Save Money in this Sunday's paper

comments

More than 300 take part in Charlotte’s annual Run for Peace

RUN_FOR_PEACE_02
John D. Simmons - jsimmons@charlotteobserver.com
Kyle Hunicke dressed up as Elvis and played his trombone for the runners in the 20th Run for Peace on Saturday. More than 300 runners/walkers participated in the event at McAlpine Creek Greenway.

More Information


Ken Bender crossed the finish line at the Charlotte Run for Peace at Home 5K run on Saturday pleased with what he’d seen while pounding the trail at McAlpine Creek Greenway.

More than 300 people took part in the 20-year-old walk/run event that generates money for the nonprofit Safe Alliance and its Clyde & Ethel Dickson Domestic Violence Shelter.

Bender noticed fathers encouraging their sons along the race route and he did the same for two young runners. It reminded him about the importance of sound family relationships and why so many people had turned out on an overcast, soggy morning to help fund programs in the community.

“Nobody hasn’t been touched by domestic violence, directly or indirectly,” said Bender, of Charlotte.

He finished the men’s 5K in just under 24 minutes.

“It’s OK for an old guy,” said Bender, 61. “I’ve been running since I was 13 and have a little too many miles on this old chassis.”

Zac Reilly, president of Run for Peace at Home, said Saturday’s family-friendly event carried on a tradition started by his father, the late Tim Reilly. It began as a 10-mile race winding through the SouthPark area and later became a marathon that connected the campuses of Davidson College and Queens University. The marathon evolved into an uptown Charlotte event and then into the 5K format.

But whatever the length of the races Zac Reilly said the theme has always been “peace begins at home.”

Since the event moved to McApine Creek Greenway in 2008 it has raised more than $50,000 for Safe Alliance in its efforts on behalf of local domestic violence victims.

Safe Alliance clinical supervisor Jane Taylor has been at every Run for Peace at Home since the event started.

Raising awareness about domestic violence and involving the community “are as important as anything,” she said. “People who come to the event become ambassadors of our message and the work we do.”

Participants arrived at the greenway long before the first race started at 8 a.m.

They warmed up and stretched to the music of Hunters Travesty, a Charlotte-based roots rock/Americana band. Under one tent, three massage therapists stood by.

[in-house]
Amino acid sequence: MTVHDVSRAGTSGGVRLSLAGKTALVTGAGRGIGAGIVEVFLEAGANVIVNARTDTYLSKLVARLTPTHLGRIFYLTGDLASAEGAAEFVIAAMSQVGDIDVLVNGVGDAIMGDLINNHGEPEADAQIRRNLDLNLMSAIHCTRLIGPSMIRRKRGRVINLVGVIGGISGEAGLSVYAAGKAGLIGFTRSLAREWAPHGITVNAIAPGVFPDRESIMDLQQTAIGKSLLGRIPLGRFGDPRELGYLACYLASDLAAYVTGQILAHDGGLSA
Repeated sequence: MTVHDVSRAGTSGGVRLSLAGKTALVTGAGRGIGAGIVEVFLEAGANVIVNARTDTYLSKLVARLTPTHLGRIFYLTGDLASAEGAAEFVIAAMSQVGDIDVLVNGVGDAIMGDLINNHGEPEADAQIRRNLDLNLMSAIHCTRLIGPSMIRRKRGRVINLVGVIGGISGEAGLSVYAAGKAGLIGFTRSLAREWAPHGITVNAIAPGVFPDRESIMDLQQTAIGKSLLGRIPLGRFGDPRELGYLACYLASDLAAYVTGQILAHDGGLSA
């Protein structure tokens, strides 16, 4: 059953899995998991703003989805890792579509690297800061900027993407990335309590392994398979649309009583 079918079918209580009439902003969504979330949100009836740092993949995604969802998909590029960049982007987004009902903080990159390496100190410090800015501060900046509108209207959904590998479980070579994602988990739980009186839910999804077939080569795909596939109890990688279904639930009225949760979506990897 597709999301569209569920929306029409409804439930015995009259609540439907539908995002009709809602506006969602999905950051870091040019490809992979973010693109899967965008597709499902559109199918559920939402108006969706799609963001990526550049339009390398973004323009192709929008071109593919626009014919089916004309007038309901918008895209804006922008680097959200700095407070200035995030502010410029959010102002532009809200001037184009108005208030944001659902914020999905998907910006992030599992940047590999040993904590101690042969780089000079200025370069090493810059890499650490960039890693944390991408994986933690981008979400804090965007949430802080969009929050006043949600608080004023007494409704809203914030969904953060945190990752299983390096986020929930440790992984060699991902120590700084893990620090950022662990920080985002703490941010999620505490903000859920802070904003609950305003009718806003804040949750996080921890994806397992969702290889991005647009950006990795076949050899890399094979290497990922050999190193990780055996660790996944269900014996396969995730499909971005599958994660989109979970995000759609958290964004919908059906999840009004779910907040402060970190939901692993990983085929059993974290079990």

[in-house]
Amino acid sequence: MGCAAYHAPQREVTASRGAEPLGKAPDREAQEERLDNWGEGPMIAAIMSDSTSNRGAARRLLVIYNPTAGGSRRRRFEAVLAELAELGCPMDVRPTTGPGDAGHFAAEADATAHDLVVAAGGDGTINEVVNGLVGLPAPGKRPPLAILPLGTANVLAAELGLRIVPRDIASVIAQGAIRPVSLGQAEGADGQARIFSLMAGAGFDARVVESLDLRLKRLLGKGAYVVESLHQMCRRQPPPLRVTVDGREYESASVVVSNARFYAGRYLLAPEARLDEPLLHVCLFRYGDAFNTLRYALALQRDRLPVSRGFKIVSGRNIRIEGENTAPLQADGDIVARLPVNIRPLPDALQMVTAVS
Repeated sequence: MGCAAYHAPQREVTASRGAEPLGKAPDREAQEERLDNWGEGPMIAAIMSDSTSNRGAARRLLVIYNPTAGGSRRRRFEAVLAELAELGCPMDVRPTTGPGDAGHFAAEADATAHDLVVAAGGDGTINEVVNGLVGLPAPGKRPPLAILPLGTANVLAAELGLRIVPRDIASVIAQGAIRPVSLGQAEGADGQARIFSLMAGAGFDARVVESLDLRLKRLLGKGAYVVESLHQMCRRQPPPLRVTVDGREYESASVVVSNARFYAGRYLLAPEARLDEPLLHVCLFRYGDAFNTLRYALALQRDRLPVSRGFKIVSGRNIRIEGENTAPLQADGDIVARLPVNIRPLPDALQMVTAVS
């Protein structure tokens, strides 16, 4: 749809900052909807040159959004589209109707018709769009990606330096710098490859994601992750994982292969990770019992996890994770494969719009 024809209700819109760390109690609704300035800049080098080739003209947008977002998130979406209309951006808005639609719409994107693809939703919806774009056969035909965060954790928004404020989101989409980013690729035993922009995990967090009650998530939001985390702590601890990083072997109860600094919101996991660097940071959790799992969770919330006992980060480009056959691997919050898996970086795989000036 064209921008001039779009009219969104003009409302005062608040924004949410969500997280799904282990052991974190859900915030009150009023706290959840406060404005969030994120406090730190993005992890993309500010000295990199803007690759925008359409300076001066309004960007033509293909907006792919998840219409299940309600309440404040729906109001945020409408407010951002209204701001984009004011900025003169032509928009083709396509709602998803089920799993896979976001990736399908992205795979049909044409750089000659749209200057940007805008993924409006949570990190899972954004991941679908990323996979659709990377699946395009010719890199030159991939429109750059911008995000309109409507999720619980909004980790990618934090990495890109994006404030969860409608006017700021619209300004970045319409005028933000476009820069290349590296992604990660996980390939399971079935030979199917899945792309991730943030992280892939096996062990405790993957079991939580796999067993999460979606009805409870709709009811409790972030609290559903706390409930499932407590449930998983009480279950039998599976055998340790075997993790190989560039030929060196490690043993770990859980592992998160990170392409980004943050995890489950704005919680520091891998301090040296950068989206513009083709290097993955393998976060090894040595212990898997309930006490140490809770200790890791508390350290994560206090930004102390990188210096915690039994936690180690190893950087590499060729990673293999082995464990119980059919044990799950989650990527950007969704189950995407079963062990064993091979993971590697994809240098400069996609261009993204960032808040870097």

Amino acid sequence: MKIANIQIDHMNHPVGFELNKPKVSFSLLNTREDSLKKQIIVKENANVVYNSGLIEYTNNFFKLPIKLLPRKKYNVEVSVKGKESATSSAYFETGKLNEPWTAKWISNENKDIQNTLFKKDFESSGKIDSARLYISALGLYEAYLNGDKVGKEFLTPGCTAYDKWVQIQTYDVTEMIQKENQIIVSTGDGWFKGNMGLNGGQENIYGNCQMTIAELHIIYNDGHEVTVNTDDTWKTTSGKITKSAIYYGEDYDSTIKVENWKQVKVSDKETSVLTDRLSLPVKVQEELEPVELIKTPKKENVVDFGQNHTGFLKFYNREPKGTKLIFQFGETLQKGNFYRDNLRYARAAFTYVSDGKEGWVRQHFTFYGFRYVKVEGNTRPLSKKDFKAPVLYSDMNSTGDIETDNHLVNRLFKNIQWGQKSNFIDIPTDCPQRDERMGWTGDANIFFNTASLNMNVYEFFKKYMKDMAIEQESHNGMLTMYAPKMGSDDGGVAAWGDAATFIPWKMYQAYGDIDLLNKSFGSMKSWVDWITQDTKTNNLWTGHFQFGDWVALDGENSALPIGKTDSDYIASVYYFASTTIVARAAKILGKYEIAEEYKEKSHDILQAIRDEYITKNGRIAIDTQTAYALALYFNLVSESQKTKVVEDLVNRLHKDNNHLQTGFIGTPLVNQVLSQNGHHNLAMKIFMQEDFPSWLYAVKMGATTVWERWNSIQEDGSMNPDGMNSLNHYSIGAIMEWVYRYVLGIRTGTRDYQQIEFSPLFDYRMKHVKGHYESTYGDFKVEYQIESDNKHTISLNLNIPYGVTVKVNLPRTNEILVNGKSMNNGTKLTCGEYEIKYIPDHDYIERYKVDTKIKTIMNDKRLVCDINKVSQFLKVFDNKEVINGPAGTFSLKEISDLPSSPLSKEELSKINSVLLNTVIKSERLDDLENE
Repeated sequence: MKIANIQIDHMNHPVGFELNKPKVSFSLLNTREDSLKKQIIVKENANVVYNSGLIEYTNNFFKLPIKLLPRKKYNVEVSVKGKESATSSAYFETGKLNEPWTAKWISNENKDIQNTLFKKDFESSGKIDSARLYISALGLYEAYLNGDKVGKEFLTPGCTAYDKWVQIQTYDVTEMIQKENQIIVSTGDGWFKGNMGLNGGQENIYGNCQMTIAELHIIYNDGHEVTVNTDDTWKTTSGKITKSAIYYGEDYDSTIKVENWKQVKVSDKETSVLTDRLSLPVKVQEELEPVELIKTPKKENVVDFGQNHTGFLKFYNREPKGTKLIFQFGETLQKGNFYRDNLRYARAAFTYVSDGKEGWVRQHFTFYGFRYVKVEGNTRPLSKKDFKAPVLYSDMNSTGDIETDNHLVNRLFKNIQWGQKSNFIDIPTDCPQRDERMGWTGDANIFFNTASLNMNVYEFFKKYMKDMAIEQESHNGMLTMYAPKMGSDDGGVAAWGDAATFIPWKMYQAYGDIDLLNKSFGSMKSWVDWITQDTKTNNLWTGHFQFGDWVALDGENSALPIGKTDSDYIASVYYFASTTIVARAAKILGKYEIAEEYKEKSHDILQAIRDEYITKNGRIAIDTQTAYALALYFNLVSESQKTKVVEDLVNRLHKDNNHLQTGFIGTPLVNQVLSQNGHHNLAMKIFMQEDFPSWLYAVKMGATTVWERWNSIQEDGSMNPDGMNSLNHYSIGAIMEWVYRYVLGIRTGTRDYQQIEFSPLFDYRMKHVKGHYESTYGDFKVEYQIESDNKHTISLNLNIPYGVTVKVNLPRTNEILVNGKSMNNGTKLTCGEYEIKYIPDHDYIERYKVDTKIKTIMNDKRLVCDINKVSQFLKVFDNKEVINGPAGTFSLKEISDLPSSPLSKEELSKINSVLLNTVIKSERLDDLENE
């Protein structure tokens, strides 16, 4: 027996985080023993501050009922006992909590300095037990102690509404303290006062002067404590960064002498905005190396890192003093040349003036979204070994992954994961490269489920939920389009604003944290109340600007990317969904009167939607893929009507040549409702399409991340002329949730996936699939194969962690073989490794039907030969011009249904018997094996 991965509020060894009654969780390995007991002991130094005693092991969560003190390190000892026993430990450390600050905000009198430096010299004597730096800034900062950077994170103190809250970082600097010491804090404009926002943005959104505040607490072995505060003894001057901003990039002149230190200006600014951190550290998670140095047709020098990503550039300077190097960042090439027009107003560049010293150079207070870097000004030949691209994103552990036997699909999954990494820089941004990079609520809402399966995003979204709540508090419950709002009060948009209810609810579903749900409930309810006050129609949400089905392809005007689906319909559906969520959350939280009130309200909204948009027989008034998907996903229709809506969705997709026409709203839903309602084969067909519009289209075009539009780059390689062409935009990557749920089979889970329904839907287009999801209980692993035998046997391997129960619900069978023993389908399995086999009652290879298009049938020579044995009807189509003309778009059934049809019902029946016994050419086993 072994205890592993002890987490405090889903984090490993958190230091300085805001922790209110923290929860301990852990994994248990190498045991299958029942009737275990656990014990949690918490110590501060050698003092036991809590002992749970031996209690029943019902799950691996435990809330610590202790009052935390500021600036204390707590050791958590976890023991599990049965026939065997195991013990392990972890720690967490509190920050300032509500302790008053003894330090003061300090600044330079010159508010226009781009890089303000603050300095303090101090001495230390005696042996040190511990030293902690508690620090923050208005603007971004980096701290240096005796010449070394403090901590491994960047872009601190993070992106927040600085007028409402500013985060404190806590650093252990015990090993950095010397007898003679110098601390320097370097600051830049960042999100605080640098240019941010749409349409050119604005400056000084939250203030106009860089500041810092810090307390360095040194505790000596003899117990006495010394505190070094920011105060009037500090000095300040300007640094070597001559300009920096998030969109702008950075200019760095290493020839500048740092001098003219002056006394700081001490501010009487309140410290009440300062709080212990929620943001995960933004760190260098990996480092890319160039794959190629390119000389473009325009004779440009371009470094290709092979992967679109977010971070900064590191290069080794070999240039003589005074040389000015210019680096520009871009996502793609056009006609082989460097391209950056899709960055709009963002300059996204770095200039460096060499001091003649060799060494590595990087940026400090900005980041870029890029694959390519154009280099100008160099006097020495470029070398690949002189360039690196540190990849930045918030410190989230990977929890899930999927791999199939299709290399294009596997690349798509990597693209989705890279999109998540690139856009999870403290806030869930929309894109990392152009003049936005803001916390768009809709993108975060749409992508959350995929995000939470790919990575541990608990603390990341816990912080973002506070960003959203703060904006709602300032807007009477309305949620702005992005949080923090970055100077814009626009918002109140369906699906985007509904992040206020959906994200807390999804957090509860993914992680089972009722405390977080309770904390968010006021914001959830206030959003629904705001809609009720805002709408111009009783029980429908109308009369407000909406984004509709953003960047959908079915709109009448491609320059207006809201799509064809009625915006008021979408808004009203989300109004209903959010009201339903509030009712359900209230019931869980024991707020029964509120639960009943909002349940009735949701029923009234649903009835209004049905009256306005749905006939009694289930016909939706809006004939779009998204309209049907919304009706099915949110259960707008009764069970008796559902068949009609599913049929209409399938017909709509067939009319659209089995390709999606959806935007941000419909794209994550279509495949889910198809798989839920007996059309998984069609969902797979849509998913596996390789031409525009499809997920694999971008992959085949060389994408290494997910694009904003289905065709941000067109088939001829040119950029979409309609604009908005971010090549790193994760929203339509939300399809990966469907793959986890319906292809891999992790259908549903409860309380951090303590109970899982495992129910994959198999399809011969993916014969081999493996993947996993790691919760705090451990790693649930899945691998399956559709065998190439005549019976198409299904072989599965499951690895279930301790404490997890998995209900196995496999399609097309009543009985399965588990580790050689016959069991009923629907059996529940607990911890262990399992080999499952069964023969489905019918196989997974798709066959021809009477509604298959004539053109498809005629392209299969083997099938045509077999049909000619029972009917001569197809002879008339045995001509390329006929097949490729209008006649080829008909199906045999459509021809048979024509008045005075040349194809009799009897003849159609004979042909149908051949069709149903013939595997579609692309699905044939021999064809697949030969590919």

Race starter Kyle Hunicke, 36, of Charlotte – in Elvis costume with white jumpsuit and black wig – pondered the numbers he would perform on his trombone: “When the Saints Go Marching In” and “Don’t Be Cruel.”

Also there was Brittney Cason, a former Carolina Panthers cheerleader who has held a variety of positions at CBS in Charlotte. Two weeks ago, she moved to Las Vegas for a radio job, but said she returned to emcee the Run for Peace at Home because “I’m a big supporter of the cause.”

Stephanie Butler, the current “Mrs. North Carolina United States” and a domestic violence survivor, came to share her story at the post-race awards ceremony.

During an abusive relationship with her boyfriend “Safe Alliance helped me,” she said.

“They encouraged me to go to the shelter for counseling,” said Butler, 33, of Charlotte. “I used the court advocacy and was able to stand up to the abuser in court. I would not be here today if it wasn’t for the services offered by Safe Alliance.”

As Kim Laney of Monroe prepared for the women’s 5K, she recalled jogging the McAlpine Creek trail while warming up for last year’s benefit race.

“I saw a snake – a big snake,” she said. “I turned around and went the other way.”

Laney, who works in the Union County District Attorney’s Office, came out again to continue showing support for an event that helps battle domestic violence.

Calling herself a “beginning 5K jogger,” Lanitra Jackson, 43, planned to complete the course with a little walking mixed in. She came out because she has family members who are victims of domestic violence and she supports shelters.

Before moving to Charlotte about 18 months ago, she’d volunteered at domestic violence shelters in the Maryland-Washington, D.C., area.

“This is something close to my heart,” Jackson said. “I want to sign up as a volunteer here.”

DePriest 704-868-7745
Hide Comments

This affects comments on all stories.

Cancel OK

The Charlotte Observer welcomes your comments on news of the day. The more voices engaged in conversation, the better for us all, but do keep it civil. Please refrain from profanity, obscenity, spam, name-calling or attacking others for their views.

Have a news tip? You can send it to a local news editor; email local@charlotteobserver.com to send us your tip - or - consider joining the Public Insight Network and become a source for The Charlotte Observer.

  Read more



Hide Comments

This affects comments on all stories.

Cancel OK

The Charlotte Observer welcomes your comments on news of the day. The more voices engaged in conversation, the better for us all, but do keep it civil. Please refrain from profanity, obscenity, spam, name-calling or attacking others for their views.

Have a news tip? You can send it to a local news editor; email local@charlotteobserver.com to send us your tip - or - consider joining the Public Insight Network and become a source for The Charlotte Observer.

  Read more


Quick Job Search
Salary Databases
Your 2 Cents
Share your opinion with our Partners
Learn More
CharlotteObserver.com